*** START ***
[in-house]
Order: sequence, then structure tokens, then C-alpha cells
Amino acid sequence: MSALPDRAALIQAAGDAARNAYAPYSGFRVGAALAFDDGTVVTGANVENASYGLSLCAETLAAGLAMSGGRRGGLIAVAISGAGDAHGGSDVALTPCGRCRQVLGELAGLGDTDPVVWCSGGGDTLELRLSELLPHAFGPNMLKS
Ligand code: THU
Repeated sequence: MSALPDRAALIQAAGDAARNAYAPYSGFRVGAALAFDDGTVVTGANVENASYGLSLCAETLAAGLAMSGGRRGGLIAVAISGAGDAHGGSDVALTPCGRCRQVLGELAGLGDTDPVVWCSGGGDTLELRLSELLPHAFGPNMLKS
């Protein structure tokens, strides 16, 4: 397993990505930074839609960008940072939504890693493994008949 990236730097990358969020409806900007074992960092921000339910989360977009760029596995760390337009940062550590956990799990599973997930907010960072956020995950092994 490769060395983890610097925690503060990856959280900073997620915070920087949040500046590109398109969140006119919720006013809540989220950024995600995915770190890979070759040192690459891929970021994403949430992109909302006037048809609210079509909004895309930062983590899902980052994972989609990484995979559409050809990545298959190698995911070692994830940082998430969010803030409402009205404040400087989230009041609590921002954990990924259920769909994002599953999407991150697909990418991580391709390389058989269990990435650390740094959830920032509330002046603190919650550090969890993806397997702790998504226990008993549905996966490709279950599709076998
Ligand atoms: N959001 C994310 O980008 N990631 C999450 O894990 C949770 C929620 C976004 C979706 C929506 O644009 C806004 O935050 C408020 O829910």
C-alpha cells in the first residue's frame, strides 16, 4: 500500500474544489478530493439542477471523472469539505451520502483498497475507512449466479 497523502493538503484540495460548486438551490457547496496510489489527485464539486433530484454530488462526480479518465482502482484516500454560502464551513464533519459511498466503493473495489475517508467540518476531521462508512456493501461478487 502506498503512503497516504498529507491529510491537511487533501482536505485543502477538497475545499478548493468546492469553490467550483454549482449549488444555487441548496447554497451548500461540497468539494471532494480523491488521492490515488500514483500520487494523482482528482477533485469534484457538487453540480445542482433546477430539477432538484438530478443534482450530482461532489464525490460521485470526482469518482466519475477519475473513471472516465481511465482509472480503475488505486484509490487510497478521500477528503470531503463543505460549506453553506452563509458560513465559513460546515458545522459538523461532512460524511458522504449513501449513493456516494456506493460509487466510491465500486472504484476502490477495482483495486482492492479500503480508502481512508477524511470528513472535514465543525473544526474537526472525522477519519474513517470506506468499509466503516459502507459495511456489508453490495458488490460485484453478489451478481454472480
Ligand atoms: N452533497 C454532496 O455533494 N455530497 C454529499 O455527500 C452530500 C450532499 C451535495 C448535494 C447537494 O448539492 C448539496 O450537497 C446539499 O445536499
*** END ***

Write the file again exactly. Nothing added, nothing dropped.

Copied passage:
[in-house]
Order: sequence, then structure tokens, then C-alpha cells
Amino acid sequence: MSALPDRAALIQAAGDAARNAYAPYSGFRVGAALAFDDGTVVTGANVENASYGLSLCAETLAAGLAMSGGRRGGLIAVAISGAGDAHGGSDVALTPCGRCRQVLGELAGLGDTDPVVWCSGGGDTLELRLSELLPHAFGPNMLKS
Ligand code: THU
Repeated sequence: MSALPDRAALIQAAGDAARNAYAPYSGFRVGAALAFDDGTVVTGANVENASYGLSLCAETLAAGLAMSGGRRGGLIAVAISGAGDAHGGSDVALTPCGRCRQVLGELAGLGDTDPVVWCSGGGDTLELRLSELLPHAFGPNMLKS
């Protein structure tokens, strides 16, 4: 397993990505930074839609960008940072939504890693493994008949 990236730097990358969020409806900007074992960092921000339910989360977009760029596995760390337009940062550590956990799990599973997930907010960072956020995950092994 490769060395983890610097925690503060990856959280900073997620915070920087949040500046590109398109969140006119919720006013809540989220950024995600995915770190890979070759040192690459891929970021994403949430992109909302006037048809609210079509909004895309930062983590899902980052994972989609990484995979559409050809990545298959190698995911070692994830940082998430969010803030409402009205404040400087989230009041609590921002954990990924259920769909994002599953999407991150697909990418991580391709390389058989269990990435650390740094959830920032509330002046603190919650550090969890993806397997702790998504226990008993549905996966490709279950599709076998
Ligand atoms: N959001 C994310 O980008 N990631 C999450 O894990 C949770 C929620 C976004 C979706 C929506 O644009 C806004 O935050 C408020 O829910």
C-alpha cells in the first residue's frame, strides 16, 4: 500500500474544489478530493439542477471523472469539505451520502483498497475507512449466479 497523502493538503484540495460548486438551490457547496496510489489527485464539486433530484454530488462526480479518465482502482484516500454560502464551513464533519459511498466503493473495489475517508467540518476531521462508512456493501461478487 502506498503512503497516504498529507491529510491537511487533501482536505485543502477538497475545499478548493468546492469553490467550483454549482449549488444555487441548496447554497451548500461540497468539494471532494480523491488521492490515488500514483500520487494523482482528482477533485469534484457538487453540480445542482433546477430539477432538484438530478443534482450530482461532489464525490460521485470526482469518482466519475477519475473513471472516465481511465482509472480503475488505486484509490487510497478521500477528503470531503463543505460549506453553506452563509458560513465559513460546515458545522459538523461532512460524511458522504449513501449513493456516494456506493460509487466510491465500486472504484476502490477495482483495486482492492479500503480508502481512508477524511470528513472535514465543525473544526474537526472525522477519519474513517470506506468499509466503516459502507459495511456489508453490495458488490460485484453478489451478481454472480
Ligand atoms: N452533497 C454532496 O455533494 N455530497 C454529499 O455527500 C452530500 C450532499 C451535495 C448535494 C447537494 O448539492 C448539496 O450537497 C446539499 O445536499